Skorton emphasized the third goal cited in the report: making the learning environment in higher education more engaging to everyone, including women and minorities. At one of the first programs to integrate the arts, humanities, and STEMM fields, underrepresented students at the Texas A&M College of Engineering had higher retention rates than similar students in the traditional A&M curriculum. When the computer science department of Union College in New York integrated real world issues and wove humanistic themes, such as games and creativity into its introductory level curriculum, it saw an increase in the number of women enrolled.
The committee's report makes a compelling case that higher education needs to be recalibrated, Skorton said. Given rapid changes in the economy, technology, and education, it makes sense to place a renewed emphasis on a more integrated liberal arts education instead of disciplinary specialization. Integrating the arts and humanities with STEMM disciplines will help create a new generation of people equal to the tasks of our age, he concluded.
FACULTY MEMBERS’ PERSPECTIVES
In the first panel discussion, four speakers described their experiences with integration of the arts, humanities, and STEMM fields in the context of their careers, and the effects of integration on students.
As a boy growing up in India, Paul Shrivastava took the traditional route of studying mechanical engineering as an undergraduate, but he found himself dissatisfied with the narrowness of his education. After receiving his Ph.D. from the University of Pittsburgh, he taught and conducted research at New York University, Bucknell University, and Concordia University in Montreal. While all three institutions provided him with the challenges and rewards of a life in academia, he wanted to be a more “holistic thinker, feeler, and actor.” As executive director of the Future Earth global research platform, he helped foster “transdisciplinary science that begins with problems of the real world.” This platform has contributed to the work of such organizations as the Intergovernmental Panel on Climate Change and the United Nations. Since 2017, he has been chief sustainability officer of Pennsylvania State University and director of the Sustainability Institute and professor of management at Penn State's Smeal College of Business. During his time at Penn State, Shrivastava enacted amandate of incorporating sustainability across the curriculum, research, student life, community engagement, and operation of physical facilities. “I love this job,” he said. “After 40 years, I feel like I've arrived where I wanted to start my journey.”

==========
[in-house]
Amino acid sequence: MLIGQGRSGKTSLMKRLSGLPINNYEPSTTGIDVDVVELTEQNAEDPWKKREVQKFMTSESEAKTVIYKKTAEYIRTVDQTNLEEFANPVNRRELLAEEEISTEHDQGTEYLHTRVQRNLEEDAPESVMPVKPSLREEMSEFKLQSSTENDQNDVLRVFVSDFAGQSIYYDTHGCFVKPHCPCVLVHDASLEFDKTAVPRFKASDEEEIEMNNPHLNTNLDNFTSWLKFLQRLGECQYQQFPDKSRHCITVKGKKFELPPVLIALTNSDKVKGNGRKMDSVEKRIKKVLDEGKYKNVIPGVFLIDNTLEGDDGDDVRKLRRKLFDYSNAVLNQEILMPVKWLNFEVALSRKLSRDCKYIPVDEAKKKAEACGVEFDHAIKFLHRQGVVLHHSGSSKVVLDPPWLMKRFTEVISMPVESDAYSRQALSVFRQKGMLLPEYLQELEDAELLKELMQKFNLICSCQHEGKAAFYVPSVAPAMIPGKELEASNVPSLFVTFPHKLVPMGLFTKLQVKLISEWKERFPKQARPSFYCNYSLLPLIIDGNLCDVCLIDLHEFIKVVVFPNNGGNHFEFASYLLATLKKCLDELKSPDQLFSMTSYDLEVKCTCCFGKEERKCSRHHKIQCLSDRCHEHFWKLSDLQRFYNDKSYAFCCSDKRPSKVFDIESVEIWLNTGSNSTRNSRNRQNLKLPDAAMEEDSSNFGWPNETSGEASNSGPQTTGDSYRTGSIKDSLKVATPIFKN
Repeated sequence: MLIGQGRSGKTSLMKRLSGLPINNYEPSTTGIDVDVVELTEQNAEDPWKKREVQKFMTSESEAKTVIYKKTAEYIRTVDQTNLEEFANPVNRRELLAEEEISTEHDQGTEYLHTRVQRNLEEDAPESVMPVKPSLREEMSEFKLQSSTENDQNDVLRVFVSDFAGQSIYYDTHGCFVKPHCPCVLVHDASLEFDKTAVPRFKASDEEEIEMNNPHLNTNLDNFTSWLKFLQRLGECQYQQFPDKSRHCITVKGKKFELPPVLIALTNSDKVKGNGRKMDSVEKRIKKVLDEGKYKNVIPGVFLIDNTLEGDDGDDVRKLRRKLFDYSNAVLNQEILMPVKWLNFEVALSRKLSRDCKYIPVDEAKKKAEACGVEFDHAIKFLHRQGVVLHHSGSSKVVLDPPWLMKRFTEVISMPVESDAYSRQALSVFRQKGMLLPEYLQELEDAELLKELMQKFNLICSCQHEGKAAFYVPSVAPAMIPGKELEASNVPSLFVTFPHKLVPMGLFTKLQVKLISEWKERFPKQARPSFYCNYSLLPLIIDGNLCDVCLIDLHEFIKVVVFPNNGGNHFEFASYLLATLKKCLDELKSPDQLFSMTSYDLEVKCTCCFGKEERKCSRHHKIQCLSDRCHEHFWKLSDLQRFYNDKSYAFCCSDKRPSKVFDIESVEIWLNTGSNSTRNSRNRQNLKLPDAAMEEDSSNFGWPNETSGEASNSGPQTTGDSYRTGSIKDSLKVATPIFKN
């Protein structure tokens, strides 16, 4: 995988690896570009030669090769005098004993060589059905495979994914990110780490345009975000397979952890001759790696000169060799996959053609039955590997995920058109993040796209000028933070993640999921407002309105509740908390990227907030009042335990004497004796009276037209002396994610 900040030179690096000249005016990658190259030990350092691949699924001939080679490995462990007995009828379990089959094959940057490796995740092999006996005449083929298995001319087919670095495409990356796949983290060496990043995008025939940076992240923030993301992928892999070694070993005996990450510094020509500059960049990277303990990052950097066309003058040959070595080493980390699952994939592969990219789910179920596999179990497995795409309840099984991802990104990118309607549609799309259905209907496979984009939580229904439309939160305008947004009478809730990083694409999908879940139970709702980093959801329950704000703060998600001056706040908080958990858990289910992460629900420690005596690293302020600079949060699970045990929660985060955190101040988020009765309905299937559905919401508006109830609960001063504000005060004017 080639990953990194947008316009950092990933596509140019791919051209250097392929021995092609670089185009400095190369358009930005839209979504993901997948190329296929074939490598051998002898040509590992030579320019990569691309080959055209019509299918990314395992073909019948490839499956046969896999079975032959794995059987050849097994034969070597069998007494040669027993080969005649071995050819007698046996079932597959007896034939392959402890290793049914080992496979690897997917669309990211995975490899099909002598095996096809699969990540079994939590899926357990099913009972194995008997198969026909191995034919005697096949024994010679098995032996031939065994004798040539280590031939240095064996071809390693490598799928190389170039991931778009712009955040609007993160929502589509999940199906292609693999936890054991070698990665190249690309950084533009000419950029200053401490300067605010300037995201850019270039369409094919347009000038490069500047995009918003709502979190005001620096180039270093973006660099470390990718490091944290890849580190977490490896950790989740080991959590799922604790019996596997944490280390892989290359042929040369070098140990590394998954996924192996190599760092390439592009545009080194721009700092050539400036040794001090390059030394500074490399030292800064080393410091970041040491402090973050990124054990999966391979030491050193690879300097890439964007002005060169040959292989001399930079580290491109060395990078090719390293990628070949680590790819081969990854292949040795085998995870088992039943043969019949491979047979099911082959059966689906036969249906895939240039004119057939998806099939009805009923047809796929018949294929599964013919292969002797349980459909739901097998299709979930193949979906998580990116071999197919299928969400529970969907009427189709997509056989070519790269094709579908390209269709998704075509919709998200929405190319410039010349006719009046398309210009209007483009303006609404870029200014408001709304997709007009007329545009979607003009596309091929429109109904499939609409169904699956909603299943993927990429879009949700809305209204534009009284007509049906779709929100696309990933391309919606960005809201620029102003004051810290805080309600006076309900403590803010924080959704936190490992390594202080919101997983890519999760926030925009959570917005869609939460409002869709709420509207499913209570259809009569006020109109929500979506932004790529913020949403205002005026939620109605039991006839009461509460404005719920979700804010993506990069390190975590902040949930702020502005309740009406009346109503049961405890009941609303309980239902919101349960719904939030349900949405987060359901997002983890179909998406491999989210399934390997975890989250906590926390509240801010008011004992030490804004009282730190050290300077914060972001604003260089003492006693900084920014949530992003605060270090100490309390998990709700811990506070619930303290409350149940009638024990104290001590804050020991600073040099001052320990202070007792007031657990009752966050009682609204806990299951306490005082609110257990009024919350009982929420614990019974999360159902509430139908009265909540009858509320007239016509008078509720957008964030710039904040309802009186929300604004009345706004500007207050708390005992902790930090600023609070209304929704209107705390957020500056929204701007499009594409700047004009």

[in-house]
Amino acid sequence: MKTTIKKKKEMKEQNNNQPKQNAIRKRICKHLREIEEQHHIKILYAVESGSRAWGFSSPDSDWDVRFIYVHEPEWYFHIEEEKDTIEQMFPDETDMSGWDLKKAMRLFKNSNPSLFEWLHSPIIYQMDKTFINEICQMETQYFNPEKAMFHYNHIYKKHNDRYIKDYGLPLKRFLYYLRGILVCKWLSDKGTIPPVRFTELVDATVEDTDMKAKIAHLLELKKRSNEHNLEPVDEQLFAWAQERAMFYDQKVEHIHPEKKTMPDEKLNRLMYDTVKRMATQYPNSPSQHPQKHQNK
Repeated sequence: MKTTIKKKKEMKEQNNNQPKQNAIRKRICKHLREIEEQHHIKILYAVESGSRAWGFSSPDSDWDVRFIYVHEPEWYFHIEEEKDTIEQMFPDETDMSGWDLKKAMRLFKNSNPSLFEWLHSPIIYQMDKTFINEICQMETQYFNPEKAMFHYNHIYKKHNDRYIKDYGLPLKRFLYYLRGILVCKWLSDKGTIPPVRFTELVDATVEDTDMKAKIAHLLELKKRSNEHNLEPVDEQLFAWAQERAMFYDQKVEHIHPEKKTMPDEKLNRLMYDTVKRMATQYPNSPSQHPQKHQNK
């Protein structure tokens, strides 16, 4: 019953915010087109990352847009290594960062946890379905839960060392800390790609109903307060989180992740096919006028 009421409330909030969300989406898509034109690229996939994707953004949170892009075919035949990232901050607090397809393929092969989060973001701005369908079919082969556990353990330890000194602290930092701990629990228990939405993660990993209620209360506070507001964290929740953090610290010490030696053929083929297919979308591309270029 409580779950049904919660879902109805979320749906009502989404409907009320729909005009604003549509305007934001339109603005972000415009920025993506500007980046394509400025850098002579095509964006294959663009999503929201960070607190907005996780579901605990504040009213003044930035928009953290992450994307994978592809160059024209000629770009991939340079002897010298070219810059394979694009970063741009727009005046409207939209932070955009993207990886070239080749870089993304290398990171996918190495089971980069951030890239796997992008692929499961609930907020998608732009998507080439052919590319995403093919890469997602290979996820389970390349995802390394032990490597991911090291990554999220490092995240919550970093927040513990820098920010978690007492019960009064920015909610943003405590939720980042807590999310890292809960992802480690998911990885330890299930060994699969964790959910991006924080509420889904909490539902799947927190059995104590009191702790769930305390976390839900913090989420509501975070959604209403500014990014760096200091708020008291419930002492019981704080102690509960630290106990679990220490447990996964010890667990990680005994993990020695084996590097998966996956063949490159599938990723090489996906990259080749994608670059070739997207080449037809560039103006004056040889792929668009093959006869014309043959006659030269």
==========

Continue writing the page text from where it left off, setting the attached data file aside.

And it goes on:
Shannon Jackson, associate vice chancellor for the Arts + Design and the Cyrus and Michelle Hadidi Professor of Rhetoric and of Theater, Dance, and Performance Studies at the University of California, Berkeley, said that she was always acting in or directing a performance during high school, college, and graduate school, even as she was progressing as a scholar. This cross-disciplinary engagement has taken two major forms over the course of her career. As a graduate student at Northwestern University, she became fascinated by Jane Addams’ Hull House as an example of how the arts can foster social change. Since then, she has been working on issues associated with how artists and designers engage with such issues as immigration, fair housing, city policy, food insecurity, and climate. “The histori-
cal lens that Hull House gave me informs how I think about the contemporary landscape, where we see an incredible network of international artists who are committed to social change and to thinking about how one uses the visual, sonic, embodied, architectural, spatial, and linguistic discursive media of the arts to catalyze social change.” She also has worked on issues at the intersection of arts and technology, including “the reciprocal relationship between artistic form and technological development—both how new technologies change the medium of the arts, change the delivery system of the arts, and also how the arts galvanize innovation in new technology, sometimes anticipating developments in technology before they occur.”
Thomas Ewing, professor of history and associate dean of the College of Liberal Arts and Human Sciences at Virginia Polytechnic Institute and State University, began thinking more deeply about interdisciplinary teaching and research when he was the principal investigator for a “Digging into Data” Challenge Award from the National Endowment for the Humanities, which forced him to think not only about the data, sources, and evidence he used in his scholarship but also about the arguments, interpretive skills, and methods that he was using both in his research and teaching. At about the same time, he became associate dean for research at Virginia Tech and found himself looking for opportunities to bring faculty and students together across a range of fields—the arts, English, religion, science, medicine, computer science, and so on. Finally, Virginia Tech was rethinking its general education requirements and moving in the direction of integration rather than disconnected courses. “That created an opportunity for me, in terms of my teaching, to start to think about data from a humanities perspective and . . . to teach students who are in computer science or in math or statistics or other fields about the value of a humanities perspective.”